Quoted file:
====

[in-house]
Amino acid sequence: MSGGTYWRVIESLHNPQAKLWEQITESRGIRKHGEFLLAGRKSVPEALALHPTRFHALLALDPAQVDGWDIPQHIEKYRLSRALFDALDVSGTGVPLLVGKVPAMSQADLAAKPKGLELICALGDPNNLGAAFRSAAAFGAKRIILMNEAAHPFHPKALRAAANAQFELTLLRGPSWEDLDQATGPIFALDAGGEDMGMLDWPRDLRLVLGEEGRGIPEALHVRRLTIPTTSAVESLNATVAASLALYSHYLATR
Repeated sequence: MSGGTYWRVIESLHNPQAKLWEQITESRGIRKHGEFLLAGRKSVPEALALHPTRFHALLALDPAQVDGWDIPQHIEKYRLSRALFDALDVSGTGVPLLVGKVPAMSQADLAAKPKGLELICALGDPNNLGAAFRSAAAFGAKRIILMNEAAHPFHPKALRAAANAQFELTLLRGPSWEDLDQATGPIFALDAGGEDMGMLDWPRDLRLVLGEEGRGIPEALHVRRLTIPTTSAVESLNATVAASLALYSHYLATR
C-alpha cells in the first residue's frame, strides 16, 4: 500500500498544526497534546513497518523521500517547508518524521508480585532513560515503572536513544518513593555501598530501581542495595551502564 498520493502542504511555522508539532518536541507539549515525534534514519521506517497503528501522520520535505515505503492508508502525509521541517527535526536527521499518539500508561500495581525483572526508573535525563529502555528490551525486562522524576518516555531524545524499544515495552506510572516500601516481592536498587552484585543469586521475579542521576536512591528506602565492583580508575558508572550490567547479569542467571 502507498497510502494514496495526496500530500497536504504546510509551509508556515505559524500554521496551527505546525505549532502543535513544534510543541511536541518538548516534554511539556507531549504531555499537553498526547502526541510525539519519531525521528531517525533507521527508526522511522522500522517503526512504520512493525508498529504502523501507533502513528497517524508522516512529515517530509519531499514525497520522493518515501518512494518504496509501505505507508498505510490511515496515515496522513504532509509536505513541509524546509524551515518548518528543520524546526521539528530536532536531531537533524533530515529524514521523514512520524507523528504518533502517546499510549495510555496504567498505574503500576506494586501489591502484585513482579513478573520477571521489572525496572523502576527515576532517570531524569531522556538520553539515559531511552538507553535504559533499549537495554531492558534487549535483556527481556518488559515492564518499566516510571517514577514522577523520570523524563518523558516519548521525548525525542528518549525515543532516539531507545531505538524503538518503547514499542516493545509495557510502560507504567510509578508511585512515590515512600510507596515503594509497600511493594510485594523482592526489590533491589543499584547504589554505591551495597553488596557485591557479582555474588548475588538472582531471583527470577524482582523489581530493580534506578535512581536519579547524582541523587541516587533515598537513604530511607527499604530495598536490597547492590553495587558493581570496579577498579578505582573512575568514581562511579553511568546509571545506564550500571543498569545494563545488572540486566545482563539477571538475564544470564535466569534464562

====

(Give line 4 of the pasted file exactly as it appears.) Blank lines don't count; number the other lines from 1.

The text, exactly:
C-alpha cells in the first residue's frame, strides 16, 4: 500500500498544526497534546513497518523521500517547508518524521508480585532513560515503572536513544518513593555501598530501581542495595551502564 498520493502542504511555522508539532518536541507539549515525534534514519521506517497503528501522520520535505515505503492508508502525509521541517527535526536527521499518539500508561500495581525483572526508573535525563529502555528490551525486562522524576518516555531524545524499544515495552506510572516500601516481592536498587552484585543469586521475579542521576536512591528506602565492583580508575558508572550490567547479569542467571 502507498497510502494514496495526496500530500497536504504546510509551509508556515505559524500554521496551527505546525505549532502543535513544534510543541511536541518538548516534554511539556507531549504531555499537553498526547502526541510525539519519531525521528531517525533507521527508526522511522522500522517503526512504520512493525508498529504502523501507533502513528497517524508522516512529515517530509519531499514525497520522493518515501518512494518504496509501505505507508498505510490511515496515515496522513504532509509536505513541509524546509524551515518548518528543520524546526521539528530536532536531531537533524533530515529524514521523514512520524507523528504518533502517546499510549495510555496504567498505574503500576506494586501489591502484585513482579513478573520477571521489572525496572523502576527515576532517570531524569531522556538520553539515559531511552538507553535504559533499549537495554531492558534487549535483556527481556518488559515492564518499566516510571517514577514522577523520570523524563518523558516519548521525548525525542528518549525515543532516539531507545531505538524503538518503547514499542516493545509495557510502560507504567510509578508511585512515590515512600510507596515503594509497600511493594510485594523482592526489590533491589543499584547504589554505591551495597553488596557485591557479582555474588548475588538472582531471583527470577524482582523489581530493580534506578535512581536519579547524582541523587541516587533515598537513604530511607527499604530495598536490597547492590553495587558493581570496579577498579578505582573512575568514581562511579553511568546509571545506564550500571543498569545494563545488572540486566545482563539477571538475564544470564535466569534464562